Points of View, December 16, 2010


  • Sean Jensen at the Chicago Sun-Times wrote one of his nice human interest pieces on an unlikely friendship has helped defensive tackle Tommie Harris through adversity this season.
  • Apparently they are selling naming rights for statistics now.  Jensen points out the Bears rank dead last in something called the “New York Life Protection Index”, which measures a team’s ability to protect the passer.
  • Mike Mulligan, also at the Sun-Times, points to the incredible good heath that the Bears have enjoyed as a huge factor in their success.  I can only agree.
  • Perhaps I’m a bit biased but seems a shame that Lance Briggs‘ outstanding season is being reward by being only third in the an voting at outside linebacker.
  • Patrick Mannelly gets some well deserved dap.


“The owners need to find a way to get the labor situation resolved fast. If it’s not done sooner, I don’t know that Bill Cowher or Jon Gruden will find jobs. You’re talking about some of the best football coaches in the National Football League. They clearly want back in and are good for the game, but there is not a place for them, not with the uncertainty. They are not coming cheap. … You know what suffers — it’s the product on the field.”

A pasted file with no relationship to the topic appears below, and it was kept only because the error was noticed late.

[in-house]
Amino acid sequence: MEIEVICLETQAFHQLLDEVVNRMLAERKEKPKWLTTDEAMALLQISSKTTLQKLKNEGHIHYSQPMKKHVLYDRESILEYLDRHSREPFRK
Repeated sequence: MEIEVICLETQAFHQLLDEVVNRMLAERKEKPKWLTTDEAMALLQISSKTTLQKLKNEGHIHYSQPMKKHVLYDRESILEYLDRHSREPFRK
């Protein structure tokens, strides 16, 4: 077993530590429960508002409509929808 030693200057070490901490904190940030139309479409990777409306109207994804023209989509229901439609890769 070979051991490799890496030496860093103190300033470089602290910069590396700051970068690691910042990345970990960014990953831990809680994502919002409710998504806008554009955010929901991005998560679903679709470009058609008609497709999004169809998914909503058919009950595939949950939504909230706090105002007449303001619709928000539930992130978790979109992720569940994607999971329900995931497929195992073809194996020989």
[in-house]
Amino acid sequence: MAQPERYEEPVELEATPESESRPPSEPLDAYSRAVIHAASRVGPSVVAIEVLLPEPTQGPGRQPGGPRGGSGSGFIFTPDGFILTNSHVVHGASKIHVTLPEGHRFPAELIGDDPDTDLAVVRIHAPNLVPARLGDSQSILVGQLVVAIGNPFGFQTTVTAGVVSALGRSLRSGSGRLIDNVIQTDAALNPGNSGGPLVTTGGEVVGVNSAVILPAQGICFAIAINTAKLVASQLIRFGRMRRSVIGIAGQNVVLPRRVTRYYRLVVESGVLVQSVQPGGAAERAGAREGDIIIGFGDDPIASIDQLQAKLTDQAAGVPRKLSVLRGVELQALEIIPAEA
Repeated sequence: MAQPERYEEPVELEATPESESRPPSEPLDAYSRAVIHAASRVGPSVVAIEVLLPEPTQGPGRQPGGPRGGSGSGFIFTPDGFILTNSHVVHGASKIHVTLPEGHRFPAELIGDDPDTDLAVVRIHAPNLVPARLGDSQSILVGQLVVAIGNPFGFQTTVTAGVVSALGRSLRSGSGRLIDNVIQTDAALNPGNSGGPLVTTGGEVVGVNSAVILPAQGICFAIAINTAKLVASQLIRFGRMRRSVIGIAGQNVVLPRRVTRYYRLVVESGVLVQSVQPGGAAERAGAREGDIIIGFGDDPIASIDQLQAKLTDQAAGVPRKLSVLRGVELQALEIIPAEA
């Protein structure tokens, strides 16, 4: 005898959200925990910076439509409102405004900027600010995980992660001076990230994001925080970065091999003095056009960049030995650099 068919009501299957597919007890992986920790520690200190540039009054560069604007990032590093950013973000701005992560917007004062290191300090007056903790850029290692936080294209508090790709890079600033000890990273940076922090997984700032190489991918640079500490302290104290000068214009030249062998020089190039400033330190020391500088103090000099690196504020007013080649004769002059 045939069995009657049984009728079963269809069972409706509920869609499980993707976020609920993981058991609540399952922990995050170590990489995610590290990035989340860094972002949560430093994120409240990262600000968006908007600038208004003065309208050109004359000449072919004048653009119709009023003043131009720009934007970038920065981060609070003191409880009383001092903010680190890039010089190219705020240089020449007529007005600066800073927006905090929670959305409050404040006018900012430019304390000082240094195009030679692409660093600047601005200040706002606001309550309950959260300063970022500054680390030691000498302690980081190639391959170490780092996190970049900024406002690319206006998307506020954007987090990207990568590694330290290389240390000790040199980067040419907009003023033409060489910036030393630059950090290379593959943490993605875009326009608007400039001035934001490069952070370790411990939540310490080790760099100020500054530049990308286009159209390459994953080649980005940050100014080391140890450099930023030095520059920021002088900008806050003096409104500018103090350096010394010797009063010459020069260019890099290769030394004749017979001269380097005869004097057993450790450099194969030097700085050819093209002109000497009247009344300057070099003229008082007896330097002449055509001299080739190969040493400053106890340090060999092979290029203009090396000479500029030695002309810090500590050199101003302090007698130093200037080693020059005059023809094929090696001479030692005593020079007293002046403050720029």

I made the point some time ago that the owners could be firing head coaches early in an attempt to give the interim guys a good shot at earning the job.  It cold be much cheaper than paying two coaching staffs not to work during a lockout.  Its what I’d do in this situation and I don’t consider it to be a good sign that teams are possibly resorting to this.  It means they really aren’t sure a deal will get done.

  • Mike Klis at The Denver Post throws out Jim Fassel‘s name as a possible successor to Josh McDaniels as Broncos head coach (via Mike Florio at profootballtalk.com).  I never understood why Fassel can’t find another job in the NFL.  He led the Giants to a Super Bowl and is known as a good offensive mind.  He might be a good fit in Denver.